I see a difference compared to a decade ago, when most companies didn't know anything about hackers. Most of them are now aware that ethical hackers don't break things, but instead identify things that could cause problems. If you don't look for problems, you will not find any, but that doesn't mean they aren't there. As a company, you can bury your head in the sand until things go completely wrong. Or you can do proactive testing. Criminal practices must of course be punished, but companies also have a responsibility to keep their data safe. 
Consumers bear a responsibility, too. They should be careful, for instance, when downloading apps. An example: as soon as you download the Temu app (an e-commerce platform with cheap shopping), Temu has access to your data. It’s a Chinese company, so it is subject to Chinese law. That means a completely different type of data protection applies. If the Chinese government were to request data from Temu, there is no guarantee that it will not be shared. I think transparency is very important. When I install an app, I want to know what the app does with my phone and with my data. 
What attracts you to this job? 
I admit, I really like to cheat. It started when I was a kid. When a game was explained to us young people, I immediately looked for ways to creatively circumvent or bend the rules and win. I find it very refreshing to question rules. Why do we do it this way and not another way? Sometimes you come across very new and interesting ideas. 
When I was given toys as a child, I always tried to destroy them immediately. I enjoyed seeing how things worked. I was already looking for the vulnerabilities of, say, a toy car or a computer game. If you know how and why things break, you can also improve them. This is often how start-ups are created. A good entrepreneur always has a bit of a hacker mentality. There is no need to walk within the lines. 
What is your golden tip for entrepreneurs to be safe?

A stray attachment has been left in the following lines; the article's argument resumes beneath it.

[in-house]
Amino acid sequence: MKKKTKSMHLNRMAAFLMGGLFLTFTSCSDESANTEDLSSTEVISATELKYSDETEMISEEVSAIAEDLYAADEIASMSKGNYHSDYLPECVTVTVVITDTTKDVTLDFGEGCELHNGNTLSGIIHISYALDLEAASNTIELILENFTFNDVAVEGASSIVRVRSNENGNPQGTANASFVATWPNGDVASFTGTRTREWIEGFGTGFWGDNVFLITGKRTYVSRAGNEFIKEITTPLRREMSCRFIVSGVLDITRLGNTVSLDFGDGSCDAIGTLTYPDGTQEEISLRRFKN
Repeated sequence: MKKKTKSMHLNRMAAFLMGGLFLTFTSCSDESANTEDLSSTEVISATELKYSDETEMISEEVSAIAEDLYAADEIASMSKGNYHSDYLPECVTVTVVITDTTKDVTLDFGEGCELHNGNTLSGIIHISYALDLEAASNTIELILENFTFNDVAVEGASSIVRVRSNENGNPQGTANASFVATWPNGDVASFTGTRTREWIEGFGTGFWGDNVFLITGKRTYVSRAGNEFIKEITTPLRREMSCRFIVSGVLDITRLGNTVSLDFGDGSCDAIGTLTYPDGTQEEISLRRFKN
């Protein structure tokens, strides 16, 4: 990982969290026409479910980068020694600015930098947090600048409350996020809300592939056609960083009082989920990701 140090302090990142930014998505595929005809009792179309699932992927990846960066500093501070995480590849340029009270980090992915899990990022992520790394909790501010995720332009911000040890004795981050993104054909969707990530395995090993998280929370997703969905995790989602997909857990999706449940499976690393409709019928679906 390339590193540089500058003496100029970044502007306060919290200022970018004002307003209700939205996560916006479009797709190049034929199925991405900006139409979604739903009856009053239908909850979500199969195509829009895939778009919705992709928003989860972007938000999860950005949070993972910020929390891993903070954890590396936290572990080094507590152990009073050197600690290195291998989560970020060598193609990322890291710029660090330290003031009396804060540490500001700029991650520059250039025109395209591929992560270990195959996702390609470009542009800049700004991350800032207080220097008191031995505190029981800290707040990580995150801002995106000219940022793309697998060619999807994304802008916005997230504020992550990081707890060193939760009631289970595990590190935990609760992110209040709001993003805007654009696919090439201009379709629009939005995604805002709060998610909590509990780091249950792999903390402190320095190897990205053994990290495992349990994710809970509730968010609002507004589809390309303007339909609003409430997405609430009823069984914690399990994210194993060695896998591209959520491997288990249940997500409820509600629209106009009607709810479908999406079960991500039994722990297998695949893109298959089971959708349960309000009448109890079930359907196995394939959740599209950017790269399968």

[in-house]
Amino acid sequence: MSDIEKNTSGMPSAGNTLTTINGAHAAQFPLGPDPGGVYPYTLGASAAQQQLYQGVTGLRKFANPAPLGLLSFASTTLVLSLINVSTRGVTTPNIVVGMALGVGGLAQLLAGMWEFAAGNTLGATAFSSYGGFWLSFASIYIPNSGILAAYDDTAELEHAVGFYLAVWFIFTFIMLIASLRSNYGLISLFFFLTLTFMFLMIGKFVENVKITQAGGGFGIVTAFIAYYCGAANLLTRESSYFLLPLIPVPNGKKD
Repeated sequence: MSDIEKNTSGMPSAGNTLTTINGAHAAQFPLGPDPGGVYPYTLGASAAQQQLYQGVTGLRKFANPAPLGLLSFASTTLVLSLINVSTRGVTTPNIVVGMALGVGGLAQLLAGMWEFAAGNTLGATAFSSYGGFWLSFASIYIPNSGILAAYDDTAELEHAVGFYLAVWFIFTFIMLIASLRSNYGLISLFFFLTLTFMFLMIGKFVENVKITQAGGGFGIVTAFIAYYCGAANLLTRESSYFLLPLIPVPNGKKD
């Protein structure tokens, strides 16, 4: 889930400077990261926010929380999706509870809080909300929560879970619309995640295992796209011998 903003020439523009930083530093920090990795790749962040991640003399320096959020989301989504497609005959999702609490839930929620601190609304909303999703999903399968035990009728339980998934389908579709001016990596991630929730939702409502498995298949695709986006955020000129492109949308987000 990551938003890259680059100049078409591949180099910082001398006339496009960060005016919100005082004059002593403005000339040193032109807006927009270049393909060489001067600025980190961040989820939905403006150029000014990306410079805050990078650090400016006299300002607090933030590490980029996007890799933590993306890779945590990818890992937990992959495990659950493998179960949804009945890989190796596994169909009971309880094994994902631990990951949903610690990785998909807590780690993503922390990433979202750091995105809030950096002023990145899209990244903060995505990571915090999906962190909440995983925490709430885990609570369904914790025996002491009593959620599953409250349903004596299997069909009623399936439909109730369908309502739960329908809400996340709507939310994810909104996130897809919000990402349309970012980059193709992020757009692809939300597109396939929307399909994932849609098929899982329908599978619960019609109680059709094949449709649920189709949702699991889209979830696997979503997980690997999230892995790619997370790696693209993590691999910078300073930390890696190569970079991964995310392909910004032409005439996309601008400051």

Make the effort to imagine that a hacker has access to everything in your company: what does this mean? How bad is the situation? What's out on the street? How much damage does this cause your company, and how can you limit the harm? And of course: what could you have done to prevent this? It’s good to think about this in advance. “I don’t care if my phone is hacked,” people sometimes say, “I have nothing to hide.” Until I say, “OK, give me your phone.” Then they suddenly realise what they are giving away. So my tip is: simulate a hack in your head and learn from it the exercise. 

Community Life open_in_new

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Our Board open_in_new

From left to right: Saskia Van Uffelen, Nathalie Ragheno, Jan De Blauwe, Georges Ataya, Bart Preneel, Séverine Waterbley, Fabrice Clément, Phédra Clouner

Operations Office open_in_new

From left to right: Christian Mathijs, Pascal Champagne, Guy Hofmans, Cathy Suykens

Our members open_in_new


Antwerp Management School • Eurometropolitan e-Campus • Hénallux • HOWEST University of Applied Sciences • ICHEC Brussels Management School • KU Leuven • PXL Hogeschool • Solvay Brussels School of Economics & Management • Syntra PXL • Technofutur TIC • Thomas More • UC Louvain • UGent • ULB – Université Libre de Bruxelles • Université de Namur • VIVES University College • VUB – Vrije Universiteit Brussel